Aerospace engineer Fatima Dyczynski who died aboard Malaysian Airlines flight MH17. Photo: Supplied Cockpit wreckage reconstruction of MH17 at the Gilze-Rijen Military Base in Netherlands. Photo: Dean Mouhtaropoulos

Families of Australian victims of Malaysia Airlines Flight MH17 downed by a missile over the Ukraine in July 2014 are seeking compensation of $10 million per passenger in what could result in one of the largest aviation disaster payouts in history.

The claim served by Sydney legal firm LHD Lawyers on May 9 to the European Court of Human Rights lays the blame squarely at the door of the Russians.

Proposed respondents to the claim are the Russian Federation and President Vladimir Putin. It argues that Russia recognises an attack on a passenger plane is an egregious act having offered “a $50 million reward in connection with the terrorist downing of an Egyptian Airline that killed a large number of Russian citizens”.

There are 33 next of kin named in the application, eight from Australia, one from New Zealand and the remainder from Malaysia. There were 298 occupants on the plane which, lawyers say, could potentially take the compensation bill to almost $3 billion.

Among the claimants named are the parents of 25-year-old aerospace engineer Fatima Dyczynski

Her parents, Jerzy, a cardiac surgeon, and Angela, who live in Perth, told Fairfax Media that even after almost two years since the shooting down of MH17, no words could describe their loss.

Using an analogy to space science that their daughter was so passionate about, they said: “Fatima made us aware we are all together on the spaceship Earth and that the crew has a power to make changes of the whole planet, even sometimes we feel small and insignificant.

“We have to remember that our actions can produce the “butterfly effect”, a small change within us or in our environment will result in a significant, massive outcome for the mankind.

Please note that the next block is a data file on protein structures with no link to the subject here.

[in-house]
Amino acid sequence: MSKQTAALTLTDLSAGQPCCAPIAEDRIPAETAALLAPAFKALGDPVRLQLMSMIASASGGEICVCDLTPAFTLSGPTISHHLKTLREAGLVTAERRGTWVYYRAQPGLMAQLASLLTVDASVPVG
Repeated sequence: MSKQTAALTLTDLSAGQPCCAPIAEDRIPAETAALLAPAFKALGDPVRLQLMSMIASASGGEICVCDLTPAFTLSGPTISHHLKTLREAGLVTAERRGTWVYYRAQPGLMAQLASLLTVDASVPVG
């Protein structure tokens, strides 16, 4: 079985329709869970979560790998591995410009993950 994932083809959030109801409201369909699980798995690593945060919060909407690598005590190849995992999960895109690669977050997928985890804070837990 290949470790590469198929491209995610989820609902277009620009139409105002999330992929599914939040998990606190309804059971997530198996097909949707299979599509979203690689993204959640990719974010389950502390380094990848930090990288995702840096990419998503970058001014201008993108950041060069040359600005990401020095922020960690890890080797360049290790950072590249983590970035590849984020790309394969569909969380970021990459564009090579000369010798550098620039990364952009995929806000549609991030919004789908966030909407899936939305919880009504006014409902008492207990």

“Fatima was, is and will be a source of inspiration for us the parents, for young students, scientists beginning their careers and the enthusiastic entrepreneurs establishing their high-tech start-up companies.”

Also named is Tim Lauschet, the son of Sydney teacher Gabriele Lauschet, who has been forced to sell the family home since the tragedy. The New Zealander named on the application is Sharlene Ayley, a mother of two young boys who lost her husband, Robert.

The documents allege that the Russian Federation has worked to keep its involvement hidden. It has failed to conduct an internal investigation, refused to participate in the cockpit reconstruction and its “Pawn Storm” cyber warfare unit hacked into the Dutch Safety Board investigative website,” it states.

Jerry Skinner, a co-associate of Sydney law firm LHD based in the US whose signature is on the application, has a reputation for achieving large compensation awards for his clients. He helped negotiate $10 million in compensation from Libya for each family who lost loved ones in the Lockerbie disaster.

He argues in the application: “Similarly, this Court to deter the Russian Federation from violating the sanctity of passenger flights should order the Federation to pay each applicant $10 million.”

Currently in Sydney, he told Fairfax Media that the European Court could make a determination of ‘just satisfaction’ that the respondent(s) is accountable for the acts that occurred. It could then move to the International Court of Arbitration to put a figure on the award.

“Hopefully they [the Russian Federation] will want to talk about it before we get to moving from one court to an arbitration,” he said.”

Of Putin, he added: “He lost a plane himself over Sinai [a Metrojet Airbus 321 carrying Russian holidaymakers in October 2015] and he offered $50 million to anybody who would give him evidence to find anything.

“Having done all this in public I am afraid the idea is to get him to stand up to his word and pay for his own mistakes, which are very similar to what happened to his people.

“My clients want accountability for the deed. They want enough money to reflect that the Russians take this seriously and serve as a deterrent. I have encouraged the Russians to contact me to discuss how much money that is … but I have heard nothing from Russia, from their embassy or from the contact points that we established to indicate that they are willing to talk about negotiating.”

Skinner added: “We have now seen a rash of ‘let’s take it out on the airlines’ because they are easier targets than everybody thinks.

“The issue [over MH17] is will the Russians acknowledge accountability? This is about justice and accountability, not about the biggest sum of money you can get.”

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